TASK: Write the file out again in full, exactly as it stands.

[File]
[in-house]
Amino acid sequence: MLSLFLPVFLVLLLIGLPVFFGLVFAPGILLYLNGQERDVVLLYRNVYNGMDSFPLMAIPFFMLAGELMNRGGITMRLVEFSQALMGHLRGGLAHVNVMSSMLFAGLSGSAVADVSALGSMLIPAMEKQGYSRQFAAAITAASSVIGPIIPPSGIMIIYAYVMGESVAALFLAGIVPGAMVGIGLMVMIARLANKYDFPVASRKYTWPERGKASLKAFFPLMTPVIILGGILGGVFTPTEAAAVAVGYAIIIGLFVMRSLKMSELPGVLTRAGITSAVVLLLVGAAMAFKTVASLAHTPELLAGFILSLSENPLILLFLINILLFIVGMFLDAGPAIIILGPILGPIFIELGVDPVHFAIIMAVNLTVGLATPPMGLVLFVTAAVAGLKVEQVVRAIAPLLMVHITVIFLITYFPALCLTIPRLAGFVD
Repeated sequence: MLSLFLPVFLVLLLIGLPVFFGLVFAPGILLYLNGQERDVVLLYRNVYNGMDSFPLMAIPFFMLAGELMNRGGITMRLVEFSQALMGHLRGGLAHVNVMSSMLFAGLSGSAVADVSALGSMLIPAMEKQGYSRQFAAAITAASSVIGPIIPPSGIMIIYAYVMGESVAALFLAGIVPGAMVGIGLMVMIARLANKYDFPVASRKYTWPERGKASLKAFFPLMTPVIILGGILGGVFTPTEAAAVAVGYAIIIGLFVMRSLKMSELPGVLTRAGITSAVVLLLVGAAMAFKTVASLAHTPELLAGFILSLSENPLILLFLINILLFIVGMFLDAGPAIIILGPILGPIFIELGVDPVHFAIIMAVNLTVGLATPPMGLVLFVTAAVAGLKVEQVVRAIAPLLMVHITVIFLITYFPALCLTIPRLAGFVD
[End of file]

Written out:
[in-house]
Amino acid sequence: MLSLFLPVFLVLLLIGLPVFFGLVFAPGILLYLNGQERDVVLLYRNVYNGMDSFPLMAIPFFMLAGELMNRGGITMRLVEFSQALMGHLRGGLAHVNVMSSMLFAGLSGSAVADVSALGSMLIPAMEKQGYSRQFAAAITAASSVIGPIIPPSGIMIIYAYVMGESVAALFLAGIVPGAMVGIGLMVMIARLANKYDFPVASRKYTWPERGKASLKAFFPLMTPVIILGGILGGVFTPTEAAAVAVGYAIIIGLFVMRSLKMSELPGVLTRAGITSAVVLLLVGAAMAFKTVASLAHTPELLAGFILSLSENPLILLFLINILLFIVGMFLDAGPAIIILGPILGPIFIELGVDPVHFAIIMAVNLTVGLATPPMGLVLFVTAAVAGLKVEQVVRAIAPLLMVHITVIFLITYFPALCLTIPRLAGFVD
Repeated sequence: MLSLFLPVFLVLLLIGLPVFFGLVFAPGILLYLNGQERDVVLLYRNVYNGMDSFPLMAIPFFMLAGELMNRGGITMRLVEFSQALMGHLRGGLAHVNVMSSMLFAGLSGSAVADVSALGSMLIPAMEKQGYSRQFAAAITAASSVIGPIIPPSGIMIIYAYVMGESVAALFLAGIVPGAMVGIGLMVMIARLANKYDFPVASRKYTWPERGKASLKAFFPLMTPVIILGGILGGVFTPTEAAAVAVGYAIIIGLFVMRSLKMSELPGVLTRAGITSAVVLLLVGAAMAFKTVASLAHTPELLAGFILSLSENPLILLFLINILLFIVGMFLDAGPAIIILGPILGPIFIELGVDPVHFAIIMAVNLTVGLATPPMGLVLFVTAAVAGLKVEQVVRAIAPLLMVHITVIFLITYFPALCLTIPRLAGFVD